Hola. This was meant to be published on Saturday/Sunday.
Two pieces of news this past (last week) that have momentarily put a smile back onto the faces of Tottenham supporters. One will hold onto the grin whilst the other will slowly be consumed with cynicism thanks to a lack of faith - the one constant of an erratic season.
Good news No 1 - Ledley King gets a White Hart Lane testimonial
Good news No 2 - New stadium development update: 2017 pencilled in for the move
The second of the two is where some are left wondering if this announcement from the chairman is nothing more than a strategic play to deflect us away from another season ending early. Such is our cynical nature we - as a majority - remain detached from the club on so many things (StubHub / the Y-word) along with matters of a footballing nature.
Is 2017 a feasible date for completion? It is if we don't follow the old plan to remain at White Hart Lane whilst the new ground is constructed. To speed up the process we'd have to move away for a season to fast-track the entire redevelopment. This is why good news no 2 isn't struggling to hold everyone's smile:
The dreaded ground-share.
We've been linked with MK Dons and West Ham United's home for a seasons loan move. I don't know what the best option is to be fair. Wembley might be too expensive but Upton Park? Really? Daniel Levy has an obsession with East London, what with his chase of Stratford's Olympic Stadium. So with the news telling us we are three or so years away from the new stadium, save for a few legalities that need to ironed out (no pun intended) with local business in N17, nobody wants to dance a jig of joy until they see the first brick cemented. Until then, everyone will continue with their cynical outlook.
The other second piece of news is far easier to get to grips with. Ledley King gets a send off. Okay, so you could potentially be cynical and claim 'more good timing', more deflection to help us to forget this forgettable season. All we've had since his retirement is to watch him kick-back at sponsorship deal announcements and community driven events. It's good that we finally get to say goodbye where it mattered most - on the pitch. King is an ambassador but sometimes it feels like he's wheeled out for any given THFC related shindig. However, I'm not going to succumb to him being another piece in Levy's game of chess. For me, this testimonial is in isolation and I refuse to allow this woeful season to poison it.
King only had the one knee. The best defender of his generation. He deserved so much more from his career. Testament to his ability that when he played, he led by example. Not vocally but via his sheer brilliance of presence. He didn't have to tackle that often. He was so quick he'd nick the ball before the forward could blink.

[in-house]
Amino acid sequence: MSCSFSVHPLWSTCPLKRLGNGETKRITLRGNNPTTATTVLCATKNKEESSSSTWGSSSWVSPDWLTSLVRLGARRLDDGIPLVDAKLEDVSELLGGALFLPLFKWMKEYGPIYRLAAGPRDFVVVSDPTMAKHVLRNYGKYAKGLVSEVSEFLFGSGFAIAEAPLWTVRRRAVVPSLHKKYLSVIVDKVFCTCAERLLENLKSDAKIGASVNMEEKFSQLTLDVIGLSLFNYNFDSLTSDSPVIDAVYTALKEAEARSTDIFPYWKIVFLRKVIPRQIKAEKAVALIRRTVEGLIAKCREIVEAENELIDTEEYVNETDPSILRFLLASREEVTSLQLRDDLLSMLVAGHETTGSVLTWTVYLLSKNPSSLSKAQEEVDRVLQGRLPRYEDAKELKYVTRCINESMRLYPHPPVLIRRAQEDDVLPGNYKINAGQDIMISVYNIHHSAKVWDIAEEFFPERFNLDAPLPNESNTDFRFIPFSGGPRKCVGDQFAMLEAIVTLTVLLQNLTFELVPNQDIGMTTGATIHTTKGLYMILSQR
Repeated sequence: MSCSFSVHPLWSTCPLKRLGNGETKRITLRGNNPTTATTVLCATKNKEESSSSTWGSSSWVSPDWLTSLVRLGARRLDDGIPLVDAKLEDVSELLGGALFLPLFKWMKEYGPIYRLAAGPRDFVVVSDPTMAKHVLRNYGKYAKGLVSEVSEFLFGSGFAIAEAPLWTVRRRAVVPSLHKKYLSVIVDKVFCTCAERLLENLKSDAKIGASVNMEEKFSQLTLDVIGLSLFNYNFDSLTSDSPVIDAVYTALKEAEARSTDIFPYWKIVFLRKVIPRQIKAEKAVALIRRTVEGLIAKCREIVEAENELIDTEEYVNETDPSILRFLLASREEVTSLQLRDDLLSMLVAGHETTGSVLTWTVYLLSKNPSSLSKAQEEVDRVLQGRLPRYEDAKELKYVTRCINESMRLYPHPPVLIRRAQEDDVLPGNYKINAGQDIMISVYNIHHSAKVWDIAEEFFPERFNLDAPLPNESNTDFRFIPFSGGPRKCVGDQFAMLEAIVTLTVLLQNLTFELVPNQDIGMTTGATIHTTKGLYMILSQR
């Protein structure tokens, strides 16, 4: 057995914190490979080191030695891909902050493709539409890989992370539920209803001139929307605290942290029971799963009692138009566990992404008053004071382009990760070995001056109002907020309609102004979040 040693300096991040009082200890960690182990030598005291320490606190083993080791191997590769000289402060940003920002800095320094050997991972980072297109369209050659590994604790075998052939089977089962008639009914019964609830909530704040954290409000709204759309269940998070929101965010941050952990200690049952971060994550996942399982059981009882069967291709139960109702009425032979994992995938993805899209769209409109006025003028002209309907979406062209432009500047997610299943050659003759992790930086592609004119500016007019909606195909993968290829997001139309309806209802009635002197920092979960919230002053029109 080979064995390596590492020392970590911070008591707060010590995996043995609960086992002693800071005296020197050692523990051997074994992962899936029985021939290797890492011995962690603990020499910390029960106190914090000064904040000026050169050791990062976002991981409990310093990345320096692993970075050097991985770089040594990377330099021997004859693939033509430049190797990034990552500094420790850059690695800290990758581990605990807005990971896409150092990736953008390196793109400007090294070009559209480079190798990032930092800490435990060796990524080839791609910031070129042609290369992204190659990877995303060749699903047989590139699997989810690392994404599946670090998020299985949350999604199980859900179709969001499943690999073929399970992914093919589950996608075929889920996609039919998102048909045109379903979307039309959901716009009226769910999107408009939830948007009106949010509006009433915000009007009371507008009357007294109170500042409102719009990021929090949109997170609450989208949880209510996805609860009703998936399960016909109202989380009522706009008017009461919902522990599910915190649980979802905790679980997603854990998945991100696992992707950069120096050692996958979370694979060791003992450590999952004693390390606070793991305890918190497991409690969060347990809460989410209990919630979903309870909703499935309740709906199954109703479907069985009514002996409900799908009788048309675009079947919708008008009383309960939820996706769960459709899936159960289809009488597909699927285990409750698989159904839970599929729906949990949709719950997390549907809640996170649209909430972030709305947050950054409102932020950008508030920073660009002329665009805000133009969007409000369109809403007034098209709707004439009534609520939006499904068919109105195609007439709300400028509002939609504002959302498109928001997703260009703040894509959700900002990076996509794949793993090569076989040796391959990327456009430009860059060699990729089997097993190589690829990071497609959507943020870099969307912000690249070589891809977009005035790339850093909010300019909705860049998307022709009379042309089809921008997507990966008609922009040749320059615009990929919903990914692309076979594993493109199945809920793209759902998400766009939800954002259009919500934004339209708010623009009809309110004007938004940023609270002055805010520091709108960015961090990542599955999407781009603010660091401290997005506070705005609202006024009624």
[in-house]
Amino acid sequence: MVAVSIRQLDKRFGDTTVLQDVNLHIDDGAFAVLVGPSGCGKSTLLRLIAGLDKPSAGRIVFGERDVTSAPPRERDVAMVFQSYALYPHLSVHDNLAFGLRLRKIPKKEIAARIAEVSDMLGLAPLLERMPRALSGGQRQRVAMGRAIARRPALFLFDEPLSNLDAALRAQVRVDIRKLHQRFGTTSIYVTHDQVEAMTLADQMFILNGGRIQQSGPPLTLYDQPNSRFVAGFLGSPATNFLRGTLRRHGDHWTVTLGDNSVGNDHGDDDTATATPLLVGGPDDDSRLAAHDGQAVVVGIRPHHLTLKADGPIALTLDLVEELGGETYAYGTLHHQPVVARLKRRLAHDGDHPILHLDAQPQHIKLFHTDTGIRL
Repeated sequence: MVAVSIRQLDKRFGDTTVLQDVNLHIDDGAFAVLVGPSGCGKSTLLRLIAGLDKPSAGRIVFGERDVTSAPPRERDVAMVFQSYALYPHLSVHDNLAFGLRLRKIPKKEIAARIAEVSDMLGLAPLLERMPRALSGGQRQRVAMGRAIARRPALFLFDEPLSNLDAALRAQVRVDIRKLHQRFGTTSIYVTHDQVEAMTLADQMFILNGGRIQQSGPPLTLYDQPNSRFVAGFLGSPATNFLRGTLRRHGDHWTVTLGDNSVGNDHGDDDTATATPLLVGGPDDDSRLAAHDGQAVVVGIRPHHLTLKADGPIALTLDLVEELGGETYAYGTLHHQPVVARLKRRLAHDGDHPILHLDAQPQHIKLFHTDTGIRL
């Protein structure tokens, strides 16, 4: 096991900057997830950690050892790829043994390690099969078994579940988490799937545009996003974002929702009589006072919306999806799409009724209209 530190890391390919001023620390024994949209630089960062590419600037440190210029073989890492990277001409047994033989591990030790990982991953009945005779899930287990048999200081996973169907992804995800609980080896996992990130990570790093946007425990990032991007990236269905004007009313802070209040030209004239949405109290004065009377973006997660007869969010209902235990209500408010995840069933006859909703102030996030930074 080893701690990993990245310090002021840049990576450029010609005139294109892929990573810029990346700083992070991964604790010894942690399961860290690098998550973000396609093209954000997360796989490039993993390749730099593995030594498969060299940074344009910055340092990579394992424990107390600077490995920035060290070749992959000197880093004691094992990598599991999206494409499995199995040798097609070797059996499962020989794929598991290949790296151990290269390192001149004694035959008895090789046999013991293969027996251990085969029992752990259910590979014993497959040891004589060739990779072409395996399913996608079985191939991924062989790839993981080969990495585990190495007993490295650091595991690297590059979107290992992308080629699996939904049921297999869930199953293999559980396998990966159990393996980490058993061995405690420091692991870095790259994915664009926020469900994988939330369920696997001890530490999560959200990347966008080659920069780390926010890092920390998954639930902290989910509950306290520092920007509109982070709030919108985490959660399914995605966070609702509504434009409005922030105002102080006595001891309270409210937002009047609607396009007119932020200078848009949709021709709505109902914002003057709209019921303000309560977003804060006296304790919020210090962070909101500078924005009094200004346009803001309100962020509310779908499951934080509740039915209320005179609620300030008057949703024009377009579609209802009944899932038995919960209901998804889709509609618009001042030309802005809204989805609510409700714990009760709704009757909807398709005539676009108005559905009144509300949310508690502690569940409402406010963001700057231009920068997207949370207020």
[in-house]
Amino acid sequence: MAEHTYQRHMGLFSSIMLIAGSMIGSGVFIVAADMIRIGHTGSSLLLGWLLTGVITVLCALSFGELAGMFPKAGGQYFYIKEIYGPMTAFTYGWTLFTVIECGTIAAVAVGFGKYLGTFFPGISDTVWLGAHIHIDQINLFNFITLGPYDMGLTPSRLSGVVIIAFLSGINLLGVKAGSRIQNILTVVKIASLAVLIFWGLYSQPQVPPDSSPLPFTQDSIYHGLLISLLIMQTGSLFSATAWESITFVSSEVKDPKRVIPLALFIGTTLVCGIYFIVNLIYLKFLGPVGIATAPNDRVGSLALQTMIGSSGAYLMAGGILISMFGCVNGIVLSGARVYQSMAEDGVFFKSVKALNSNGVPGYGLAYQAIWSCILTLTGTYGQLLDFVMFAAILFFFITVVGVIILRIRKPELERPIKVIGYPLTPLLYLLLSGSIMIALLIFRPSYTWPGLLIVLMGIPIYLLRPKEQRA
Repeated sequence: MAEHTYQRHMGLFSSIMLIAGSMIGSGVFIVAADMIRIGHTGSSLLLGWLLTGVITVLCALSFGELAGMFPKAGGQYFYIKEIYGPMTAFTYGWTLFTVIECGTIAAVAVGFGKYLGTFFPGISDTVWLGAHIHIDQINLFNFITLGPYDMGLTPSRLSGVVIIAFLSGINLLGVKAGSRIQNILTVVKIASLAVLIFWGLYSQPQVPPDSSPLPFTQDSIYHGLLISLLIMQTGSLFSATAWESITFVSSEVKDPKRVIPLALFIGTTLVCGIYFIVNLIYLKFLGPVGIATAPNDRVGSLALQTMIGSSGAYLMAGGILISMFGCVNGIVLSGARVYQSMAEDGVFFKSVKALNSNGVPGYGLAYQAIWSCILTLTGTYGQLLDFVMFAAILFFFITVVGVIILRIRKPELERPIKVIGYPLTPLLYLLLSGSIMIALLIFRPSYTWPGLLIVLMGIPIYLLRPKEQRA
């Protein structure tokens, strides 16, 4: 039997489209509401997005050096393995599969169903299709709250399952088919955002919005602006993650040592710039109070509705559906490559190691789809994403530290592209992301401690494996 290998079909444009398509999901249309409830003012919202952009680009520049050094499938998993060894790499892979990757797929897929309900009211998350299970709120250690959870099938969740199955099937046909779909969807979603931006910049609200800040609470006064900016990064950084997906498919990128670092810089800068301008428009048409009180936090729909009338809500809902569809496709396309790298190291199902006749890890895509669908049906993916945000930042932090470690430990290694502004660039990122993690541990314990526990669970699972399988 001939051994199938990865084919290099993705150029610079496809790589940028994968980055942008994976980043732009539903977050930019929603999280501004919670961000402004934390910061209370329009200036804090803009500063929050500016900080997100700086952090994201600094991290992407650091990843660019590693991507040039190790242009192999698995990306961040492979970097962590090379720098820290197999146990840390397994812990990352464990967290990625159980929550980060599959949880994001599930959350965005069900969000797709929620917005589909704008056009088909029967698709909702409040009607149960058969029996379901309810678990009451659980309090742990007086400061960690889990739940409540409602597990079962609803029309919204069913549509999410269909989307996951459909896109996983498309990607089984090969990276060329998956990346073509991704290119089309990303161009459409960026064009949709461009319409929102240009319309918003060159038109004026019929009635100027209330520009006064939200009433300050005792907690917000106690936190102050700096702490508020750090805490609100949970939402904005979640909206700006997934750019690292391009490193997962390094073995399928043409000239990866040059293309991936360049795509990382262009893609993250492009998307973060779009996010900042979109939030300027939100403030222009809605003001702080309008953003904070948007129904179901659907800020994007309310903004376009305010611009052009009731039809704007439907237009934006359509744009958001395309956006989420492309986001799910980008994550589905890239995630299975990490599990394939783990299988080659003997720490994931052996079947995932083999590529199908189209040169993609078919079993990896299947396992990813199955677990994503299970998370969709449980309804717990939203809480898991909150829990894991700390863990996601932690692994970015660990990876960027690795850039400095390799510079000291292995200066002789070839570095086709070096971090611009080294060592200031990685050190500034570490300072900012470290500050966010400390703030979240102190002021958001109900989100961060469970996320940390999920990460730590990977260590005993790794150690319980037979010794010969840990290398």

Can't smile without you Ledley. Literally can't.
This season has been so disappointing Tottenham supporters are having to spike their emotions with picking out sound-bites from a Tim Sherwood press conference. It's no exaggeration that a sizeable chunk of the Spurs fan-base is not keen on Tim. It probably wouldn't matter if his preference is to sit up in the stands contemplating the universe whilst Spurs struggle to contemplate the high-line if we got away with winning games with more conviction. It would also help if Sherwood gave up his persistence to punch his way (metaphorically speaking) through the footballing universe by talking a good talk when perhaps a more respectful and less noisy profile would better suit us. But then this isn't really about us. It's about Tim and if he can make a significant impact with prospective future clubs by outlining his footballing coaching philosophy with aforementioned sound-bites.
Tim knows in all probability he's gone in the summer. He's all but admitted to it. Daniel Levy citied 'no major overhaul' but that points towards the transfer market rather than the coaching staff. His interim-ship at White Hart Lane was a fast-track risk, one with no true plan that reflects the Spurs board's mantra perfectly. In he came to steady the ship. He did that, at times with luck on his side. Then he got experimental - with both selection and man-management. His calling out of the Spurs players after the Chelsea defeat. The manner in which he's discussed the likes of Mousa Dembele and Paulinho in the public forum. It's akin to someone trying their utmost at showing their entire psychological repertoire on how they deal with things. It's brash and in our face. It's a piano being thrown off the roof of a building. The best tune you'll get out of it is when it crashes to the ground.
Sherwood got the job because he was the only option thanks to the collapse of the Andre Villas-Boas tenure and its mid-season timing. It's obvious Spurs do not run their footballing model as well as their business one. There's a lack of human connection and a real sense that community within the club is akin to the time of togetherness you got during the Roman Empire. Et tu, Brute? Although no-one can claim to be close friends within the walls of WHL.
Some say Sherwood worked his way into the position. I doubt Levy - the hardest of all footballing negotiators - was conned into giving a Machiavellian Tim the 18 month contract. Sherwood's work at youth level has been echoed by many. The fact is, Sherwood was always going to be the fool guy. Had he pulled off the unexpected we'd probably ignore his self-promotion and unnecessary comments much like we did with Harry Redknapp who got away with it thanks to his experience and tangible success.
Sherwood going up against Glenn Hoddle for the second time (having fallen out with him during Hoddle's spell as manager) isn't the brightest move and proves there is little regard for the supporters that only seek further ammunition for their disdain for this disappointment of a season.